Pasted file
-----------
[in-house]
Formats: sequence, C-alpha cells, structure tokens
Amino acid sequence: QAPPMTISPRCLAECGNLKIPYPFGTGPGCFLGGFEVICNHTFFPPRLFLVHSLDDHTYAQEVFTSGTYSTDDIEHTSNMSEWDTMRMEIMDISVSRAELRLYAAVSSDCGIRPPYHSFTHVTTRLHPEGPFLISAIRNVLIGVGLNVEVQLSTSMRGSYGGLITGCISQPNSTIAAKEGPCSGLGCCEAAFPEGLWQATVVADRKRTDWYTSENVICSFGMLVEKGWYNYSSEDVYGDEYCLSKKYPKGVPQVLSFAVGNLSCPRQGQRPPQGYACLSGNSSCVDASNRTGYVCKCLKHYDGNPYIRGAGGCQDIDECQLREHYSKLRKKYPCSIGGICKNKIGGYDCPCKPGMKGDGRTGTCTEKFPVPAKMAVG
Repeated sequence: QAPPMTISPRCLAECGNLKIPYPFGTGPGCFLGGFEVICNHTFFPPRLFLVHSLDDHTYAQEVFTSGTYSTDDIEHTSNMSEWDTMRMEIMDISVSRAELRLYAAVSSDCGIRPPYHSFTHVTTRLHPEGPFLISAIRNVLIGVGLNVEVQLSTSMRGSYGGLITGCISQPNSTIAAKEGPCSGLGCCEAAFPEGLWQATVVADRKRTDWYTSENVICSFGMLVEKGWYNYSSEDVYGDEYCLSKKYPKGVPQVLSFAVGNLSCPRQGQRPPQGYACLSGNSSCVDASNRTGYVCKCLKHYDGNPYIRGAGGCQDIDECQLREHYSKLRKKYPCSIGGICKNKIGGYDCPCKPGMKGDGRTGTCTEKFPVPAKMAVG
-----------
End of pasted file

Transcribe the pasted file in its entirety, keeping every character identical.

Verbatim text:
[in-house]
Formats: sequence, C-alpha cells, structure tokens
Amino acid sequence: QAPPMTISPRCLAECGNLKIPYPFGTGPGCFLGGFEVICNHTFFPPRLFLVHSLDDHTYAQEVFTSGTYSTDDIEHTSNMSEWDTMRMEIMDISVSRAELRLYAAVSSDCGIRPPYHSFTHVTTRLHPEGPFLISAIRNVLIGVGLNVEVQLSTSMRGSYGGLITGCISQPNSTIAAKEGPCSGLGCCEAAFPEGLWQATVVADRKRTDWYTSENVICSFGMLVEKGWYNYSSEDVYGDEYCLSKKYPKGVPQVLSFAVGNLSCPRQGQRPPQGYACLSGNSSCVDASNRTGYVCKCLKHYDGNPYIRGAGGCQDIDECQLREHYSKLRKKYPCSIGGICKNKIGGYDCPCKPGMKGDGRTGTCTEKFPVPAKMAVG
Repeated sequence: QAPPMTISPRCLAECGNLKIPYPFGTGPGCFLGGFEVICNHTFFPPRLFLVHSLDDHTYAQEVFTSGTYSTDDIEHTSNMSEWDTMRMEIMDISVSRAELRLYAAVSSDCGIRPPYHSFTHVTTRLHPEGPFLISAIRNVLIGVGLNVEVQLSTSMRGSYGGLITGCISQPNSTIAAKEGPCSGLGCCEAAFPEGLWQATVVADRKRTDWYTSENVICSFGMLVEKGWYNYSSEDVYGDEYCLSKKYPKGVPQVLSFAVGNLSCPRQGQRPPQGYACLSGNSSCVDASNRTGYVCKCLKHYDGNPYIRGAGGCQDIDECQLREHYSKLRKKYPCSIGGICKNKIGGYDCPCKPGMKGDGRTGTCTEKFPVPAKMAVG